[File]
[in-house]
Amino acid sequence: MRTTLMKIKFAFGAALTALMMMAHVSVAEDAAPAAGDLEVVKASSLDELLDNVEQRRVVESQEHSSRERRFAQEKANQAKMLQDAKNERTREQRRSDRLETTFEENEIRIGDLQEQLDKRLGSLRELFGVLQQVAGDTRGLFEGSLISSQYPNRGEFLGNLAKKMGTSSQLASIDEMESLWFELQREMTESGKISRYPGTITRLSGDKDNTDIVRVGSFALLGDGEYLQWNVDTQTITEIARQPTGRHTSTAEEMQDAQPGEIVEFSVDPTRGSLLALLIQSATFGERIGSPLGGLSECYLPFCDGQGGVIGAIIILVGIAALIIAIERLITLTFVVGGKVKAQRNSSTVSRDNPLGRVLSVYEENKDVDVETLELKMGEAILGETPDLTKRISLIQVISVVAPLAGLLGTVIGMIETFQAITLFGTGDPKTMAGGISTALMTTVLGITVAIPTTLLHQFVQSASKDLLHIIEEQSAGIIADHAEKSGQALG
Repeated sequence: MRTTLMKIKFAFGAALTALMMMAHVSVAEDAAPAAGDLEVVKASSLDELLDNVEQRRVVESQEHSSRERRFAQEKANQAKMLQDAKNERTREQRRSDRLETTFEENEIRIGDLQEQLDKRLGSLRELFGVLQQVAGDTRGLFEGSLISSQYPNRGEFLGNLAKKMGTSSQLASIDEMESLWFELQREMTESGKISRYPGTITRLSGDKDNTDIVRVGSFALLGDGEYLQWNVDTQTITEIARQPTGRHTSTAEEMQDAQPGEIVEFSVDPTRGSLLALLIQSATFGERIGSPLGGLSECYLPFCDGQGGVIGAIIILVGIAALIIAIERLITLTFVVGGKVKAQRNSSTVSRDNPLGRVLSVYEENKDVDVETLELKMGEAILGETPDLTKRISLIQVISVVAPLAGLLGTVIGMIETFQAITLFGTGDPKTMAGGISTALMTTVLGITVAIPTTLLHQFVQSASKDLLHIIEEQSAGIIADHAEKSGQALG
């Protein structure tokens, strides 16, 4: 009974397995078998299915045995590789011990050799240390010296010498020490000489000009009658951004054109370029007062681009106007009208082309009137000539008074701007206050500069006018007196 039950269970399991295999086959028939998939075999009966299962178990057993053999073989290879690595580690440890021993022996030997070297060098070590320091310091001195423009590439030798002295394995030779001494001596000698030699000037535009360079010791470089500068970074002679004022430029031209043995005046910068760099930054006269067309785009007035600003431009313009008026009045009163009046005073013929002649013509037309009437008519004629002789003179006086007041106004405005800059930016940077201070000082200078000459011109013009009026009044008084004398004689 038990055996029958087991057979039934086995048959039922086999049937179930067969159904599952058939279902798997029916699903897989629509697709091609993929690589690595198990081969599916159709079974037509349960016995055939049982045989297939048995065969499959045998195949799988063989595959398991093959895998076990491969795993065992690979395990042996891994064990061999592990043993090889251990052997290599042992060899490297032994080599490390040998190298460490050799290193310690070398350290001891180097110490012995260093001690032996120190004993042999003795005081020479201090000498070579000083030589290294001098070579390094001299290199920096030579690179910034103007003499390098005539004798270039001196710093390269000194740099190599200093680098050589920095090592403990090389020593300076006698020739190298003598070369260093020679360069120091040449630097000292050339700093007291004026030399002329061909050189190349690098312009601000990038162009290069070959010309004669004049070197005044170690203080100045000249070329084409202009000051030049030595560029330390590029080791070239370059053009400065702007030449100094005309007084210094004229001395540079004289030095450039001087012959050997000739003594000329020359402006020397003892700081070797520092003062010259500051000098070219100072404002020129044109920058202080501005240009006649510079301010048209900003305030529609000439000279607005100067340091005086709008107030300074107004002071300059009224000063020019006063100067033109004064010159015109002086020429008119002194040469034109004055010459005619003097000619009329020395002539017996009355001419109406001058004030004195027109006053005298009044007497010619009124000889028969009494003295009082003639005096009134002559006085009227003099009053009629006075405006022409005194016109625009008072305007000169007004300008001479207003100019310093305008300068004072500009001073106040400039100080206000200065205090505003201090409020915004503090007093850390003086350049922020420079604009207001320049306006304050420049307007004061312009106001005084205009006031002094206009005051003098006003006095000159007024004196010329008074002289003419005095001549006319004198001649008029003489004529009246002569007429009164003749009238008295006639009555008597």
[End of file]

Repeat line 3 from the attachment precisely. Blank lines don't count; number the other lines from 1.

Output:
Repeated sequence: MRTTLMKIKFAFGAALTALMMMAHVSVAEDAAPAAGDLEVVKASSLDELLDNVEQRRVVESQEHSSRERRFAQEKANQAKMLQDAKNERTREQRRSDRLETTFEENEIRIGDLQEQLDKRLGSLRELFGVLQQVAGDTRGLFEGSLISSQYPNRGEFLGNLAKKMGTSSQLASIDEMESLWFELQREMTESGKISRYPGTITRLSGDKDNTDIVRVGSFALLGDGEYLQWNVDTQTITEIARQPTGRHTSTAEEMQDAQPGEIVEFSVDPTRGSLLALLIQSATFGERIGSPLGGLSECYLPFCDGQGGVIGAIIILVGIAALIIAIERLITLTFVVGGKVKAQRNSSTVSRDNPLGRVLSVYEENKDVDVETLELKMGEAILGETPDLTKRISLIQVISVVAPLAGLLGTVIGMIETFQAITLFGTGDPKTMAGGISTALMTTVLGITVAIPTTLLHQFVQSASKDLLHIIEEQSAGIIADHAEKSGQALG